Guest blogger Shaunda Johnson currently serves as an English teacher in South Korea. She graduated from the Manship School of Mass Communication in May 2015 with a concentration in public relations and a double minor in business administration and theater. To learn more about Johnson or connect with her, please click here.
Working in the public relations field is definitely a reminder that circumstances are out of your control. Imagine this, the caterer is two hours late for your huge company event. When the caterer arrives, the food is cold and the servers are moving very slowly to set up. Your promotion is heavily reliant on the success of this event and you are furious. The owner of the catering company is also your supervisor’s best friend and all of upper management is waiting to see your interaction with the catering owner. The catering owner comes to greet you warmly in front of everyone as if all is well… what do you do?
This scenario is one of many high-pressure situations that you can find yourself in while on the job. Though the circumstances may be out of your control, you are always in control of yourself. You are expected to have good judgment and polite behavior regardless of the circumstances.
The Webster dictionary defines professionalism as “the skill, good judgment and polite behavior that is expected from a person who is trained to do a job well.” In reference to the previous scenario, you are expected to warmly embrace the catering owner and you should have figured out a way to keep your guest happy as well. Just because things are going wrong, doesn’t give you permission to neglect your professional up bringing or your obligations.
According to Mindtools.com, “professionalism is a trait that’s highly valued in the workforce.” The article also states that the 7 attributes for professionalism are: specialized knowledge, competency, honesty and integrity, respect, accountability, self-regulation, and image. Many of these attributes may come as second nature, however, when you’re under pressure they may not seem as clear.
Here are some tips to maintaining your professional demeanor under pressure:
Step 1: Take a deep breath as you count to 10.
If you’re in a situation that you’re so angry your blood is boiling, take a break.
When dealing with stress in a high-pressure situation, reacting in the moment is never a wise thing to. You may find yourself wanting to say or do things in that moment that are not of good taste and can permanently damage your reputation. While taking your breath you should find a place to be lone to avoid the temptation of venting to someone, especially in the work place. If you can’t leave, then ask for a moment to think about your answer and get back to the person or situation when you’ve calmed down.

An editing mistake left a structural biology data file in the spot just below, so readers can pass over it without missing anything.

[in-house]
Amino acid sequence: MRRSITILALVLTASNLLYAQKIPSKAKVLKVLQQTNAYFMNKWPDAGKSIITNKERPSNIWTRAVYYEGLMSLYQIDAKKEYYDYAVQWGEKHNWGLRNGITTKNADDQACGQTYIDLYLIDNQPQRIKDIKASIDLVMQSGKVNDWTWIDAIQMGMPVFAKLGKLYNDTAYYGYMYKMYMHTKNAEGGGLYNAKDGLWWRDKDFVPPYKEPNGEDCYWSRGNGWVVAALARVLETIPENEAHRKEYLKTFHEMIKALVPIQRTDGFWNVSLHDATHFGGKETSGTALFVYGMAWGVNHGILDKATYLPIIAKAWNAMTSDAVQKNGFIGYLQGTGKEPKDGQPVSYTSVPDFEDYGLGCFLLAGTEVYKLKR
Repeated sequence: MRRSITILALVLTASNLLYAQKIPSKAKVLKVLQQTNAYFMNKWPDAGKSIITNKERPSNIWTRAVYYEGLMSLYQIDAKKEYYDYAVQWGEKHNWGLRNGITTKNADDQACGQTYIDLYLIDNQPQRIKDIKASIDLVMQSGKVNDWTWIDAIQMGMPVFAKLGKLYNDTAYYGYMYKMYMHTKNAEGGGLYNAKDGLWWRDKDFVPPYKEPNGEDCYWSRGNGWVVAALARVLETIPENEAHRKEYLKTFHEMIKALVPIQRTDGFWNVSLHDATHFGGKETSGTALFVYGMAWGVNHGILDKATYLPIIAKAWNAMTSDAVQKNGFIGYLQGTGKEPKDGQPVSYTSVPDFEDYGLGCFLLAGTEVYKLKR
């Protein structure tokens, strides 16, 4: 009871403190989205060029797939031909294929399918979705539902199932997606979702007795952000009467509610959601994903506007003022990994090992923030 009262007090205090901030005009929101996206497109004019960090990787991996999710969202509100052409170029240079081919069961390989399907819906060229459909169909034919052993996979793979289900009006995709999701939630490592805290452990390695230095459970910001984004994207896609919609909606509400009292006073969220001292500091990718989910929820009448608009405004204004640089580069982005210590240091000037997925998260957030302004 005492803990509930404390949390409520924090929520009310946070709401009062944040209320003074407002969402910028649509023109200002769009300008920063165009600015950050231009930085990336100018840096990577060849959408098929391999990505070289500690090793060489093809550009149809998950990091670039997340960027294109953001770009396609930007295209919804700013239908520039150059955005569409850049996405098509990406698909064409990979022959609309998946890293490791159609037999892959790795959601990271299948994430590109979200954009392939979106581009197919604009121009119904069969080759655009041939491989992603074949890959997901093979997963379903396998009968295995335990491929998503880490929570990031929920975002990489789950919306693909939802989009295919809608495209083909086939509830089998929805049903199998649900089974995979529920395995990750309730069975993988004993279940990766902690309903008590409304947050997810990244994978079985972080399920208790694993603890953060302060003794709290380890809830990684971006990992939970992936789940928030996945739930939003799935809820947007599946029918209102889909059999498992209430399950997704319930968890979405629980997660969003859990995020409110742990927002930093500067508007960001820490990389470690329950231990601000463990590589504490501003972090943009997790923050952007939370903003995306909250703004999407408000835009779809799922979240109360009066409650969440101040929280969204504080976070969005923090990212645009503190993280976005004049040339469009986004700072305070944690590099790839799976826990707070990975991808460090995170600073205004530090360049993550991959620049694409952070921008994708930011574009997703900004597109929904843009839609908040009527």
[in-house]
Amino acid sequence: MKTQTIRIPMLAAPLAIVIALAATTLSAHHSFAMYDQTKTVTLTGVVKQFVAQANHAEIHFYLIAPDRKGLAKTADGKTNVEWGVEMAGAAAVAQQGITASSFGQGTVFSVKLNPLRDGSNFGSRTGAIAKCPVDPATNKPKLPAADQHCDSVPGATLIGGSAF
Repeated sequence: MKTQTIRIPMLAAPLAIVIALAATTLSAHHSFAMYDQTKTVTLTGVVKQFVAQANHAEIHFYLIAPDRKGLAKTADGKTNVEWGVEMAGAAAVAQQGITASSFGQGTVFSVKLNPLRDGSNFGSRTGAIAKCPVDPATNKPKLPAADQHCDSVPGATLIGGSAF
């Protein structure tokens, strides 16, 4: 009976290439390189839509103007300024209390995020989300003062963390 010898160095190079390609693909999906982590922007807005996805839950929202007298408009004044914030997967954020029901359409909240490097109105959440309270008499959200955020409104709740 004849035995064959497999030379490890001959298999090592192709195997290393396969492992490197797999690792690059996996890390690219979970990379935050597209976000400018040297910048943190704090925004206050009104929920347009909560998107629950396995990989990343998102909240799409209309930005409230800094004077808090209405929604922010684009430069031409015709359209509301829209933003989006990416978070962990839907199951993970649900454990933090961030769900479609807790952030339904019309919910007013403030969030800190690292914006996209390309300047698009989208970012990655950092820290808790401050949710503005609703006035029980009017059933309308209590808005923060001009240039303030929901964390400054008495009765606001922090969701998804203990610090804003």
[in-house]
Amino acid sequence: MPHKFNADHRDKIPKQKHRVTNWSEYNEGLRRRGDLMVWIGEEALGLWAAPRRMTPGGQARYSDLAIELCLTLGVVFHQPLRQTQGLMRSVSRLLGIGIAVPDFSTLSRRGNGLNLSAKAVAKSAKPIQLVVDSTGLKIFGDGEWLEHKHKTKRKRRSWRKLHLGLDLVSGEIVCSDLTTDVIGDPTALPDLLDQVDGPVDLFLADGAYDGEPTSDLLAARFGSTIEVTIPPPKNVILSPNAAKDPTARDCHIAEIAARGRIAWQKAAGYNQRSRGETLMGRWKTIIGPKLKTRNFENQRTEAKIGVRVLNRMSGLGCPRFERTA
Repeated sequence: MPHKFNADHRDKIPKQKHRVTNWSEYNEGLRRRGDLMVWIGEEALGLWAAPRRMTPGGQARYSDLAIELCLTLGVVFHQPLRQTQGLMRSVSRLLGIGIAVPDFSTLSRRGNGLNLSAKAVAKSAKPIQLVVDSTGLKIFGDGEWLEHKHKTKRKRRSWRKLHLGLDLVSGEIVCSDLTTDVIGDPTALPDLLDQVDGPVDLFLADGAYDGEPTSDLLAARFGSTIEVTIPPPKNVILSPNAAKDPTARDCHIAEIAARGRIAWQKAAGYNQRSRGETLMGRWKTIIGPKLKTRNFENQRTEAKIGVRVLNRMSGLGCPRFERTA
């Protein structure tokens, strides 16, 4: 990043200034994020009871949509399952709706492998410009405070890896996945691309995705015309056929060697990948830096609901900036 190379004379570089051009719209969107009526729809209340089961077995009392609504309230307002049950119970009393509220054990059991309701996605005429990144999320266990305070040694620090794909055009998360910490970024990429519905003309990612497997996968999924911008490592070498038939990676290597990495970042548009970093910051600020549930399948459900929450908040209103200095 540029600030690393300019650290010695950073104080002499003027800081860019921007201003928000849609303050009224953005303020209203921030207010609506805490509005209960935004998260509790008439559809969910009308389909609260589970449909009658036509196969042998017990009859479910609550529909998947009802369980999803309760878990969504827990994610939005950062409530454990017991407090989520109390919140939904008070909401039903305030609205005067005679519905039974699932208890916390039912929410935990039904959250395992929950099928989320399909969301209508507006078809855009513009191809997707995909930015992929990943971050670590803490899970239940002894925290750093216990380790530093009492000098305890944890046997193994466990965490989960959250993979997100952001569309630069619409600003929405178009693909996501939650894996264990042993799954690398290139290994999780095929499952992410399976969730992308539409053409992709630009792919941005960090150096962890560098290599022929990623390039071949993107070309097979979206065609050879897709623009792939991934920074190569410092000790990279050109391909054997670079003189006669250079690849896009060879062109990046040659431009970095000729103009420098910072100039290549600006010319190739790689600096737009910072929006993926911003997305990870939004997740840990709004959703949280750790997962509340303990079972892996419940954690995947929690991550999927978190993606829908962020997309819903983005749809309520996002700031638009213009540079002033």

Step 2: Evaluate your emotions for a decision.
Use your emotions to think, don’t think with your emotions. Making emotional decisions can be very dangerous to your professional judgment and cause you to end up in a worse decision than you started in. Thindifference.com states that “ responses contain reasoning” and that “ reacting is more sporadic and emotional.”
While practicing step 1, do a self check-in and evaluate the emotions that were aroused in the situation. Once you have taken into account your emotions, use that information to make your decision on a course of action. This way you’re not simply reacting to the situation, you’re responding.
Step 3: Align your decision with an effective professional response.
Now, that you have calmed down and evaluated your emotions, its time to tailor a professional response to the situation. This response will determine relationship with your professors, peers, clients and supervisors. You are not always going to get alone with everyone, but showing respect and being professional goes a long way in making a positive impact your on your relationships.
Here is a personal account of how I used these steps in an unfavorable circumstance. I had a situation where my supervisor and I did not quite see eye-to-eye my sophomore year in college. When I was not rehired for the next semester, I asked my supervisor for an explanation via email to receive feedback. Her response was far from professional with many personal insults and attacks. Despite her reaction, I proceeded to respond in a professional manner. I was a bit distraught at her response at first, especially because she had not mentioned these issues or that there were issues while I was employed. I took some time to calm my mind, evaluate my emotions, and think of a professional response instead of a reaction. In my responding email, I appreciated her for the opportunity and her feedback. I apologized for anything that I did that she didn’t deem acceptable. I told her how much I enjoyed working there and that I will cherish the experience that I gained from the position. She never responded back to my email, but in the end my professional response gained her respect.
Professionalism is the basis to your personal brand; protect it at all cost because an impression lasts forever.